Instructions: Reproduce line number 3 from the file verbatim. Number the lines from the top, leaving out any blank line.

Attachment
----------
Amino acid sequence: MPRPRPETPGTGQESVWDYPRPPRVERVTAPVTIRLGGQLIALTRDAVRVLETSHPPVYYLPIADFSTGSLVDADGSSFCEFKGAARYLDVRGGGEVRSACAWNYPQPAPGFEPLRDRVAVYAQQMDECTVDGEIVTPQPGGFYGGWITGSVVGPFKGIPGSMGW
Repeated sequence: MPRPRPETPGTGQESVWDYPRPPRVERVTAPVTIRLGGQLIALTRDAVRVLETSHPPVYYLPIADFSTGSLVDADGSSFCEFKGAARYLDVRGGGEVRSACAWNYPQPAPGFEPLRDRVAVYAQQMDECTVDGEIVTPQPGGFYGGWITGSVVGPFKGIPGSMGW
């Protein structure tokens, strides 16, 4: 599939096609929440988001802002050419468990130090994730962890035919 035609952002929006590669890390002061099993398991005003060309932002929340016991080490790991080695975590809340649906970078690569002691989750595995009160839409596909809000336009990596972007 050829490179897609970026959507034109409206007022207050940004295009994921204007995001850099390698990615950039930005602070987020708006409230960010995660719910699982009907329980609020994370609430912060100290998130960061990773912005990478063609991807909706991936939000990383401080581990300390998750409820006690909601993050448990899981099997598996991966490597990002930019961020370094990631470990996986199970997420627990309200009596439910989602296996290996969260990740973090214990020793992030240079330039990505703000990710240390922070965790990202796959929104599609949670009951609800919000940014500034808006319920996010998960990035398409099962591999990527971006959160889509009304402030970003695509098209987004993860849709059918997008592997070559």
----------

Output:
């Protein structure tokens, strides 16, 4: 599939096609929440988001802002050419468990130090994730962890035919 035609952002929006590669890390002061099993398991005003060309932002929340016991080490790991080695975590809340649906970078690569002691989750595995009160839409596909809000336009990596972007 050829490179897609970026959507034109409206007022207050940004295009994921204007995001850099390698990615950039930005602070987020708006409230960010995660719910699982009907329980609020994370609430912060100290998130960061990773912005990478063609991807909706991936939000990383401080581990300390998750409820006690909601993050448990899981099997598996991966490597990002930019961020370094990631470990996986199970997420627990309200009596439910989602296996290996969260990740973090214990020793992030240079330039990505703000990710240390922070965790990202796959929104599609949670009951609800919000940014500034808006319920996010998960990035398409099962591999990527971006959160889509009304402030970003695509098209987004993860849709059918997008592997070559």